After deliberations, the senate agreed to vote on the candidate who was ranked highest in the report and whether his name should be recommended for consideration by the university council or not. From the vote count, 40 members voted in favor of Prof Joloba and recommended his name be forwarded to the council.
This time round, Prof Nawangwe and Prof Bazeyo voted in favour of Prof Joloba. Four members voted Nakanjako while nine abstained.
However, when Joloba’s name was forwarded, the university council faulted the senate for not complying with Section 13 of the Universities and Other Tertiary Institutions Statute, which required that the recommended candidate had to come from the search committee.
Eventually, when the university council requested the search committee to review its recommendation of the candidate for the position of principal, the committee upheld its earlier decision not to recommend Prof Joloba to senate.
What is baffling is that the search committee never brought these matters to the attention of Joloba despite his request for a fair hearing which was not honoured. Procedurally, it was also strange that instead of the search committee reporting back to senate about its decision, it reported to the council.
The central administration’s intentions have been engendered by the 1970 Makerere University Act, which made Makerere ‘a state institute’ that was administered like any other government department.
Since its establishment, Makerere maintained financial autonomy from the state through a medium buffer body, the grants committee, through which various financiers funnelled funds.
According to Prof Kasozi, the university became subjected to government red tape and had to abide by government ‘standing orders.’ “The universities and Other Tertiary Institutions Act increased but did not give Makerere all the freedom it needs to freely operate…This was what happened in the administration of its finance where sections of the 1970 Act were not changed in the 2001 UOTI Act,” he says.
Prof Kasozi explains that the governance of Makerere and other public universities was complicated by the legal framework, which stipulated how the university should constitute its top administrators.
“The method of constituting the leadership in public universities tends to be politicized. Residues of the 1970 Makerere University Act, which regarded public universities as mere government departments, are insensitive to university culture which must respond to both international and local needs. Although top administrators are elected, their roles are not only contradictory to one another but also tie the university to public administrative behaviour,” Prof Kasozi observes.
Weighing in on the ongoing management malaise at CHS, analysts argue that among what is happening at CHS is a symptom to the bigger problem occasioned by the structural adjustment programs, which changed the planning and management models for higher education.
“We need to retrace this to the bigger issue of neoliberalisation of the education sector,” Dr Ocan said.
Since the 1980s, when Makerere University started to operate within the neoliberal constraints, CHS seemed not to be affected by the new financing model. In fact, CHS continued to exhibit stellar performance over the years—even when other academic units struggled to cope with the World Bank-imposed funding model to the extent that it continues to be ranked among the best ten medical training and research institutions on the continent.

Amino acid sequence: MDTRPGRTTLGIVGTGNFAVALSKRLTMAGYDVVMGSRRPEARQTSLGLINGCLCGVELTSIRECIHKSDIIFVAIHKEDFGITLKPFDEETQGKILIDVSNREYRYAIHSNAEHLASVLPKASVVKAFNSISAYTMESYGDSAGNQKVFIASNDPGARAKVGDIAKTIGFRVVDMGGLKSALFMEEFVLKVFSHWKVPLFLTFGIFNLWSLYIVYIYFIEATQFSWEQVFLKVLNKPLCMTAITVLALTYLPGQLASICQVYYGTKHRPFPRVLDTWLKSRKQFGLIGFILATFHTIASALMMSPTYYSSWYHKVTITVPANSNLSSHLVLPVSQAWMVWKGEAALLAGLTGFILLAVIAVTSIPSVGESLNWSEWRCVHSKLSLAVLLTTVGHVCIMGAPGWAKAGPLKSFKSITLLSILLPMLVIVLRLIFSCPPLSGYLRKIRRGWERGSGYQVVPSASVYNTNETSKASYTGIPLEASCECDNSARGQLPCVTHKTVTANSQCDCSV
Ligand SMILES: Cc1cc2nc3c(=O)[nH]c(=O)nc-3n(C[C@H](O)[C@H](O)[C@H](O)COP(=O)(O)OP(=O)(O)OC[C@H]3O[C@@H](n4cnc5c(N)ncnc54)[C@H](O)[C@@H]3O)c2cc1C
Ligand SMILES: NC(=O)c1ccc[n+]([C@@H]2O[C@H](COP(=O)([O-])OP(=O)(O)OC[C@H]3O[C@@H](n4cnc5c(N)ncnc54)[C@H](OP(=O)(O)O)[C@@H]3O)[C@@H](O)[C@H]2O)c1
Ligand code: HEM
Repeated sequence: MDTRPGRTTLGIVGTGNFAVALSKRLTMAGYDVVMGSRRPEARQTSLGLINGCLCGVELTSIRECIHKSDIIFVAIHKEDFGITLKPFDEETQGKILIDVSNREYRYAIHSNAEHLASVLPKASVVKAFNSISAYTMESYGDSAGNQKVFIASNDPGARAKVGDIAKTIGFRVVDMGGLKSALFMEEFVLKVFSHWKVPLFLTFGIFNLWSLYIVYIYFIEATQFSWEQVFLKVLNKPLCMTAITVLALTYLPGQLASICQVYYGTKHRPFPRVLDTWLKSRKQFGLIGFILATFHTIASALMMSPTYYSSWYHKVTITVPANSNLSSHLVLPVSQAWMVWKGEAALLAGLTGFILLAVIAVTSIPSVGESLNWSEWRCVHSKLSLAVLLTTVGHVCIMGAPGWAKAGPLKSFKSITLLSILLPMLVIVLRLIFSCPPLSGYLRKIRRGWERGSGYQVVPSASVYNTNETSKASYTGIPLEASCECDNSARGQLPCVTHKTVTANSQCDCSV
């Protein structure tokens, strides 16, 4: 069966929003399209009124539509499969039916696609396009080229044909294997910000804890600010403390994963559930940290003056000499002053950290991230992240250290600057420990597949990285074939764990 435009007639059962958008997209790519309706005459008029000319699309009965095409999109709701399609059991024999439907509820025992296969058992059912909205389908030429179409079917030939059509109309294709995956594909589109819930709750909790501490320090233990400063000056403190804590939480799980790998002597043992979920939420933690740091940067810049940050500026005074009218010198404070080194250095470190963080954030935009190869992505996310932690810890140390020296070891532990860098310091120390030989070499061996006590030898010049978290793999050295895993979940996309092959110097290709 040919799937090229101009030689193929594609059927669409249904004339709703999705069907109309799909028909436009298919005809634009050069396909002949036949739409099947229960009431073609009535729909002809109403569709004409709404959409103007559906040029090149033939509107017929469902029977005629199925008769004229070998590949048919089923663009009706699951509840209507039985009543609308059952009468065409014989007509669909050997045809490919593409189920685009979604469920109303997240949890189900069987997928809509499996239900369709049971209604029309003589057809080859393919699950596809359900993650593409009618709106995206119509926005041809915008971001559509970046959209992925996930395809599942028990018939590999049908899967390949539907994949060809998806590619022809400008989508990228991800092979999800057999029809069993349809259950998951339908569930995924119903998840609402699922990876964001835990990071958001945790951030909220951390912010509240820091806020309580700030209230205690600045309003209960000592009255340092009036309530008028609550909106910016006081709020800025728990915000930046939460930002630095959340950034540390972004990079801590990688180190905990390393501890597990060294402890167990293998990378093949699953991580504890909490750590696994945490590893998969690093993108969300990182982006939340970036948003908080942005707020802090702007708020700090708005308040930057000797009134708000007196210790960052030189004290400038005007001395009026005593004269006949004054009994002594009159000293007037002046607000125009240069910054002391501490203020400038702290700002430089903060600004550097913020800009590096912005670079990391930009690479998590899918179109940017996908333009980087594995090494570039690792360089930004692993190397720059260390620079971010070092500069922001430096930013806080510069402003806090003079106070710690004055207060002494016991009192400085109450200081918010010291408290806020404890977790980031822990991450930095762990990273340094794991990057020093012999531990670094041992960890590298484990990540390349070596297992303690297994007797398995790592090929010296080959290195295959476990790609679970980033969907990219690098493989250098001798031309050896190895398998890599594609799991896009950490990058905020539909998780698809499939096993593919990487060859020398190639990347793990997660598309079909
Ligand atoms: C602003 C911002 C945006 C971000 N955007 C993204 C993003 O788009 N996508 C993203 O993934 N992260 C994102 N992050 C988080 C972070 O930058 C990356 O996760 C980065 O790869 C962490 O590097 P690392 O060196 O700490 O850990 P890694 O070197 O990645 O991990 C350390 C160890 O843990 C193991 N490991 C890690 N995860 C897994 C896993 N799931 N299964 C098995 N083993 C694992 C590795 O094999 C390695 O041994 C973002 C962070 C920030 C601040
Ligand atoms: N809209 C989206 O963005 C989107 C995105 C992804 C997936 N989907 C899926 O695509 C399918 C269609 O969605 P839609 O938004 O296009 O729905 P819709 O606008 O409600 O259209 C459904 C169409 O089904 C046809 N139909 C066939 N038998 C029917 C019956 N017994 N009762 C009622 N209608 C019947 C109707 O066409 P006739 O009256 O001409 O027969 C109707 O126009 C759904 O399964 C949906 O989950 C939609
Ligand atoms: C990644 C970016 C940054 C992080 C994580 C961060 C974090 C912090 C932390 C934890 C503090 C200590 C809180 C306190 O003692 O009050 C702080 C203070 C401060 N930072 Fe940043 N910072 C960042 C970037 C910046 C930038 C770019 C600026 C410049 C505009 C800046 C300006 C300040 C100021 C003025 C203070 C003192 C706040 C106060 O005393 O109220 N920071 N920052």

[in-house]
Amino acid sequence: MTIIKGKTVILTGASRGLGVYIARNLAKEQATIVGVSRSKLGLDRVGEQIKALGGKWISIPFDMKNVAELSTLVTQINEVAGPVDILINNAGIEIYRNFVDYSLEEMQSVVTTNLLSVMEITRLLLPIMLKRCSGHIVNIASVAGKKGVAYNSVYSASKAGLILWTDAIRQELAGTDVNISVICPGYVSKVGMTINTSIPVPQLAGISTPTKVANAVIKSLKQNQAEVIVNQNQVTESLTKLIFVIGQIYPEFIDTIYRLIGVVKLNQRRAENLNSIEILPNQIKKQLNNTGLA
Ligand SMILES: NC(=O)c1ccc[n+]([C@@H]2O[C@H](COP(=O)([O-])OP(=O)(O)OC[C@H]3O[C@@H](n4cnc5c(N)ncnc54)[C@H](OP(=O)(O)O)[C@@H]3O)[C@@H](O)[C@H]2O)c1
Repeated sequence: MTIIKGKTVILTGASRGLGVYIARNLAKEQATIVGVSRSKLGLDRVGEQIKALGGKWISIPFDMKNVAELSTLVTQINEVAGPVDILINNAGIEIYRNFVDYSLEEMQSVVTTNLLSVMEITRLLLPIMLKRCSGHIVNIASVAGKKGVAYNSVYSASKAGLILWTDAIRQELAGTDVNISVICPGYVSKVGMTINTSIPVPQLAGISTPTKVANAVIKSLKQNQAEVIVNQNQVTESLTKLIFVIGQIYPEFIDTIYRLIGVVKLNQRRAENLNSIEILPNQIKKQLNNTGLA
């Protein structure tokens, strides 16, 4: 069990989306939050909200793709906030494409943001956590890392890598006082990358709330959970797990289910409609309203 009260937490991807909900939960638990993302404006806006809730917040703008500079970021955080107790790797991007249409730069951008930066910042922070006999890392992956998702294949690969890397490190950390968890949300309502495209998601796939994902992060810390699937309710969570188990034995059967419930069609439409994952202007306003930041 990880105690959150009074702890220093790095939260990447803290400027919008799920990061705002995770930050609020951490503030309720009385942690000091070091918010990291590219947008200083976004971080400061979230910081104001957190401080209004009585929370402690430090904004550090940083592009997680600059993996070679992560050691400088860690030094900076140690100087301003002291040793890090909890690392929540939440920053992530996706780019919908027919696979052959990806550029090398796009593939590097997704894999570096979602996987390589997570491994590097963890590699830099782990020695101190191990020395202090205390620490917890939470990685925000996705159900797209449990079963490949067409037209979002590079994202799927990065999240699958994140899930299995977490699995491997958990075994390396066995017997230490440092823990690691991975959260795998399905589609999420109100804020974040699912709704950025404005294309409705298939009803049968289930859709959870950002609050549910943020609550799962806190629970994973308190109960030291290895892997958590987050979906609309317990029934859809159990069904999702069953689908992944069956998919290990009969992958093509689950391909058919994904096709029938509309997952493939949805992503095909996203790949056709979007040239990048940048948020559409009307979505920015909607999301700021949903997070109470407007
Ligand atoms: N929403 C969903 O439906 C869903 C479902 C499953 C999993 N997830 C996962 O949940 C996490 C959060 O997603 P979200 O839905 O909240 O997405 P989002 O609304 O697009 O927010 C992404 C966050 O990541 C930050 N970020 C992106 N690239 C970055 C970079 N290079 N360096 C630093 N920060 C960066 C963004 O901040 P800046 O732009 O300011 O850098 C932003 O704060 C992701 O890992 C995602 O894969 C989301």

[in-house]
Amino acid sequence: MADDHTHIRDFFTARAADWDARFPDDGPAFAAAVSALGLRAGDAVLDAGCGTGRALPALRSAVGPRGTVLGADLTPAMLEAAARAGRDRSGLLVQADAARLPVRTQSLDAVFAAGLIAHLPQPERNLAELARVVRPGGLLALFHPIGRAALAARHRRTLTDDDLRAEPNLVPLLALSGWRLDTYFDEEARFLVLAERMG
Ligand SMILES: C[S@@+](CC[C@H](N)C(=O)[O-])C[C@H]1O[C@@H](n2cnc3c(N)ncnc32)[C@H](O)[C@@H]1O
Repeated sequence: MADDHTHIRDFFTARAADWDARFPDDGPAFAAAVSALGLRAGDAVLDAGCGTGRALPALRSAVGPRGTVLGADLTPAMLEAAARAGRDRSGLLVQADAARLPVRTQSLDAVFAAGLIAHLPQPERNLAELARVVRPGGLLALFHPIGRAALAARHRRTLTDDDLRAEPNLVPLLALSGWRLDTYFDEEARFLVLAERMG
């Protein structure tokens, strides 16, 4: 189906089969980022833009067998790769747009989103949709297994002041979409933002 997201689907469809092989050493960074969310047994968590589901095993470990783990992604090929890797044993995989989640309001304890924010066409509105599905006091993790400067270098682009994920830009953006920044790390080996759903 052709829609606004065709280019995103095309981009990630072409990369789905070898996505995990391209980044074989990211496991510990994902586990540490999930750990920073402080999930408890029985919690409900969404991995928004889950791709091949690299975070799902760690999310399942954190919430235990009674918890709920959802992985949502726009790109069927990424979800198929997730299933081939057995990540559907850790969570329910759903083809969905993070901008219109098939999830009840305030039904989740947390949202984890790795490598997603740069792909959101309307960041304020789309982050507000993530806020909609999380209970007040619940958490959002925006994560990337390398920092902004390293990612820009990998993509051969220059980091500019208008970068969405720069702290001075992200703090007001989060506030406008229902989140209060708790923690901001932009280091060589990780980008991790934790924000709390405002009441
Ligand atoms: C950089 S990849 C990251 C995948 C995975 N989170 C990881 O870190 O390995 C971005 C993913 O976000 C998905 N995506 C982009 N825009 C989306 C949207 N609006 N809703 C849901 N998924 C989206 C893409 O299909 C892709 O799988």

CHS has been the host for collaborative research projects, including the successful research into prevention of mother-to-child HIV/Aids transmission, which was later adopted by the World Health Organisation. Other researches were treatment for meningococcal meningitis and some research in cancer management, malaria, tuberculosis and maternal health, among others.
Currently, CHS is the host to almost 54 per cent of the Makerere University research grants, which makes it the hub of funding and grants.
“With this kind of money, it is extremely hard for management, which has been stopped from collecting tuition, to keep away its eyes,” said an observer of the situation who preferred anonymity.
In his book entitled The National Council for Higher Education and the Growth of the University sub-sector in Uganda, 2002-2012, Prof ABK Kasozi argues that the long-lasting legacy of the imposed structural adjustment programmes have damaged the university’s incomes and influenced the embrace of a “corporatized” new public management model (NPM).
The new public management model–which is inextricably linked to the dominant politics of regime survival and control of the academic space as a centre of critique, has involved the role of the academic staff in management of academic units being reduced to the generation of funds and harnessing of the university management’s financial control interests thereby threatening research and knowledge production at CHS.
To engender this move, the university council amended the 2008 Research and Innovations Policy with the Grants Administration and Management Policy of 2020, with a view of bringing all grants and projects funds under the overall administration and supervision of the University council.
So, one of the analysts who is a member of CHS argues that the management is interested in Dr Nakanjako because Dr Ibingira and other predecessors were not cooperative with it in management and supervision of grants and funds. “Her role is to monitor the resources at the college on behalf of management,” the member said.